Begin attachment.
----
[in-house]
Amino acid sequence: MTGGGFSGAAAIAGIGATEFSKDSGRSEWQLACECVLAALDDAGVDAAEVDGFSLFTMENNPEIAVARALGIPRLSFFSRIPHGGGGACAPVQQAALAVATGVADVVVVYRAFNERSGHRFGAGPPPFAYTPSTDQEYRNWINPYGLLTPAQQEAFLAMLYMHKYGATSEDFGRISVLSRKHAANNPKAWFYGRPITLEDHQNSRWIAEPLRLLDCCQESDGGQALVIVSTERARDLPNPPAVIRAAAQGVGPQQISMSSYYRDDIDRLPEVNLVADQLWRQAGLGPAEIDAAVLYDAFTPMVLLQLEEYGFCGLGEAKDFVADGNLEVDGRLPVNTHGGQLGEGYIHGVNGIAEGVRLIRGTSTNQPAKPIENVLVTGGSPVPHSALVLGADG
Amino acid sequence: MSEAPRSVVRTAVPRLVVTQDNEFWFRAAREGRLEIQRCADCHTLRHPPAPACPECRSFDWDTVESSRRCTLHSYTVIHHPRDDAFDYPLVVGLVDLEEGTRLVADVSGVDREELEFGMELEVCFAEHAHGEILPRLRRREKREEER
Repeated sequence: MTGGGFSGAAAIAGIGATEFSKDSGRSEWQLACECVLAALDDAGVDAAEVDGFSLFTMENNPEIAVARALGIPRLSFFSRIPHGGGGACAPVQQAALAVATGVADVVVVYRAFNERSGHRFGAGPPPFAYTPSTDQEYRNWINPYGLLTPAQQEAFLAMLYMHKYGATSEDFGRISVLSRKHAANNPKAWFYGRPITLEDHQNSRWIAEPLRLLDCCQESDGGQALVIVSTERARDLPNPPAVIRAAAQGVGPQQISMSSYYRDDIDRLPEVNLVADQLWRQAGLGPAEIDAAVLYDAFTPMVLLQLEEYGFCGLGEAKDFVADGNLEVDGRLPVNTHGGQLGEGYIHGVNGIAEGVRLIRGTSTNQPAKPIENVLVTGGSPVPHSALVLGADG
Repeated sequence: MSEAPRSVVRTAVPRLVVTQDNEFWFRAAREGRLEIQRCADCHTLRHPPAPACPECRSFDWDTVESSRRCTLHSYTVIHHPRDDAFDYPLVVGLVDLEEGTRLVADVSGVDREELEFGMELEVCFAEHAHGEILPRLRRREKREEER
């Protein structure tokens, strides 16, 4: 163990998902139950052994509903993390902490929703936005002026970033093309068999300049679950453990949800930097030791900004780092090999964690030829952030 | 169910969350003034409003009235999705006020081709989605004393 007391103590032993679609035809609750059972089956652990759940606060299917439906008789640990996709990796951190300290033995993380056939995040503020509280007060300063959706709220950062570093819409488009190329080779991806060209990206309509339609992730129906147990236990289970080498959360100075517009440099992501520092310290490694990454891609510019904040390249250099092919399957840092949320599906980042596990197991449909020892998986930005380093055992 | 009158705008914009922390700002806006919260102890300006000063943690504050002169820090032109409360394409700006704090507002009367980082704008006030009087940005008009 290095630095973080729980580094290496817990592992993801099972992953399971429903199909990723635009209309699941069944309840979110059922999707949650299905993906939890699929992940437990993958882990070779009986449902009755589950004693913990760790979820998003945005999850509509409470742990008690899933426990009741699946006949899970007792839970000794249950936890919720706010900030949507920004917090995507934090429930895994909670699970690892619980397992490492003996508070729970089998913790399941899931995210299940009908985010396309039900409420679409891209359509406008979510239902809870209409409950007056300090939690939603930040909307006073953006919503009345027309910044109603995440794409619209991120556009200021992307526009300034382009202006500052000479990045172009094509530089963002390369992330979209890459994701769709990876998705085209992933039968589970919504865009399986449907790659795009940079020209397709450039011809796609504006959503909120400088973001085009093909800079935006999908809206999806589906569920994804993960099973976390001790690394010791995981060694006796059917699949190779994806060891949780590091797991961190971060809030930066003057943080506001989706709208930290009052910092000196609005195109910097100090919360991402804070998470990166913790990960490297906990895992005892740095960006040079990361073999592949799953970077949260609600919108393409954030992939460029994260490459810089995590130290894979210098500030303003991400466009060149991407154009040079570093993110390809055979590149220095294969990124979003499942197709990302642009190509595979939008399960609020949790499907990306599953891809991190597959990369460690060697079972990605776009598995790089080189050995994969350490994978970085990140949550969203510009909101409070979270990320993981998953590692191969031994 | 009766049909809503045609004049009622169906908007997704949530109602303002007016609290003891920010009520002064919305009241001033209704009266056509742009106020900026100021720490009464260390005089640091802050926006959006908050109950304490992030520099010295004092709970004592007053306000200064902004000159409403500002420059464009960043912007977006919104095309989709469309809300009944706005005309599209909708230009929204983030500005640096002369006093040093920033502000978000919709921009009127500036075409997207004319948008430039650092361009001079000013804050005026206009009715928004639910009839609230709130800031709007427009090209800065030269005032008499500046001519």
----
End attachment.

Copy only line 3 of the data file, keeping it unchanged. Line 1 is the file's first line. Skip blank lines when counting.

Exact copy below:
Amino acid sequence: MSEAPRSVVRTAVPRLVVTQDNEFWFRAAREGRLEIQRCADCHTLRHPPAPACPECRSFDWDTVESSRRCTLHSYTVIHHPRDDAFDYPLVVGLVDLEEGTRLVADVSGVDREELEFGMELEVCFAEHAHGEILPRLRRREKREEER